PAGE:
News | PET Imaging | April 19, 2021

Promising Results from First-in-humans Study of a Novel PET Radiopharmaceutical

Study continues with rheumatoid arthritis patients

The inflamed joints of a #rheumatoid #arthritis patient are clearly visible in the #PET images with the novel 68Ga-DOTA-Siglec-9 #radiopharmaceutical. Image courtesy of Anne Roivainen

The inflamed joints of a rheumatoid arthritis patient are clearly visible in the PET images with the novel 68Ga-DOTA-Siglec-9 radiopharmaceutical. Image courtesy of Anne Roivainen

April 19, 2021 — The preliminary trial results of a novel radiopharmaceutical for PET imaging of inflammation developed at the University of Turku, Finland, have been published. The compound, which targets the vascular adhesion protein 1 (VAP-1) that regulates inflammatory cell traffic, is the first radiopharmaceutical that has been developed completely in Finland and has advanced to clinical trials. In the study that started with healthy volunteers, the radiopharmaceutical was found to be well tolerated and safe.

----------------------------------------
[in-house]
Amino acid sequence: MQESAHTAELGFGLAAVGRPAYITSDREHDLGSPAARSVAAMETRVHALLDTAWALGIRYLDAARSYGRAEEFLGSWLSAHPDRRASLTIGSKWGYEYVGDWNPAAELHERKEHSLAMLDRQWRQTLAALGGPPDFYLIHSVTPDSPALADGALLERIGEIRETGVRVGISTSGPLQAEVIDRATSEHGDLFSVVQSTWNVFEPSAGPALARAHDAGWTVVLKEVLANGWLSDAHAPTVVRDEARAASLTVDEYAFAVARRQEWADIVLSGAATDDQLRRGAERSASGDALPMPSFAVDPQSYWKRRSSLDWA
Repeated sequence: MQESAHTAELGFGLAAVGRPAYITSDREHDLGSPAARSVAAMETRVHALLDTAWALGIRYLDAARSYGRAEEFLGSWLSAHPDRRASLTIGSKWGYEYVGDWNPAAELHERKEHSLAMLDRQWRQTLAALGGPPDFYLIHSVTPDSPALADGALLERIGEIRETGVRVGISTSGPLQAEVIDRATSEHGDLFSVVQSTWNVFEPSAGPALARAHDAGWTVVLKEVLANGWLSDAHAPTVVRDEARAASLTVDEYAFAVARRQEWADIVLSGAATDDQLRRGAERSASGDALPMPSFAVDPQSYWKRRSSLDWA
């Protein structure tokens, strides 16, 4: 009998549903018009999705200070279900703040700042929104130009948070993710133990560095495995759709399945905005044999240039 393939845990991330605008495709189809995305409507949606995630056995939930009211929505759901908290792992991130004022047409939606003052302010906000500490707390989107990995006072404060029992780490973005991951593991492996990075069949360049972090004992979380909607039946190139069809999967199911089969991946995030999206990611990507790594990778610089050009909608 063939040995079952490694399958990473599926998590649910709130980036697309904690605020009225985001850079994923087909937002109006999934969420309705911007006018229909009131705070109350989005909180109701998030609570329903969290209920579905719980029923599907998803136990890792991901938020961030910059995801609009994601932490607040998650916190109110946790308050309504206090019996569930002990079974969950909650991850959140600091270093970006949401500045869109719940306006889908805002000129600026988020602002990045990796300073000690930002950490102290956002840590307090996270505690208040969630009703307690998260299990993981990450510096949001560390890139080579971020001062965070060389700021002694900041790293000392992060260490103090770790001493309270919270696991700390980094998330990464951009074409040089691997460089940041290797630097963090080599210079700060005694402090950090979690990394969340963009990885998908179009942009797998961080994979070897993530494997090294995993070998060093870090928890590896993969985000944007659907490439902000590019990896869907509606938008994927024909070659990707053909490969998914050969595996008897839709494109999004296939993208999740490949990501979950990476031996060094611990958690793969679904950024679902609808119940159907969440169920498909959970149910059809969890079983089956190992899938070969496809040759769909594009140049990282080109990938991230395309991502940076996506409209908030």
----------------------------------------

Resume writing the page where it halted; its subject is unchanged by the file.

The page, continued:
The radiopharmaceutical is 68Ga-labelled Siglec-9 peptide.

"The dose of the radiopharmaceutical used in PET imaging is thousands of times lower when compared with the regular drugs. Studies with new radiopharmaceuticals are therefore safer than the usual drug research studies," explained Researchers Riikka Viitanen and Olli Moisio from the Turku PET Centre.

The study also included the imaging of a patient with early rheumatoid arthritis. The inflamed joints were clearly visible in the PET images, and the radiopharmaceutical seems to effectively target inflamed tissue.

"Our radiopharmaceutical is a product of long-term preclinical research work, and it is rewarding to see results that match our expectations. The research results are promising, but all novel radiopharmaceuticals must fulfil strict medical and statistical criteria before they can be considered for general research use. Therefore, we will continue the study with voluntary rheumatoid arthritis patients," says the leader of the research group, Professor Anne Roivainen from the University of Turku.

"This study is unique and has long, innovative history in the University of Turku. Now, it has been proven that the new radiopharmaceutical works in humans," said Academician of Science Professor Sirpa Jalkanen.

The purpose of the new radiopharmaceutical is to advance both the diagnostics of inflammatory diseases and drug development with molecular imaging. The research field is rapidly developing, and the Turku PET Centre, research institute of the University of Turku, Åbo Akademi University, and Turku University Hospital is one of the field's leading research centres in Europe.

For more information: www.utu.fi/en/ 

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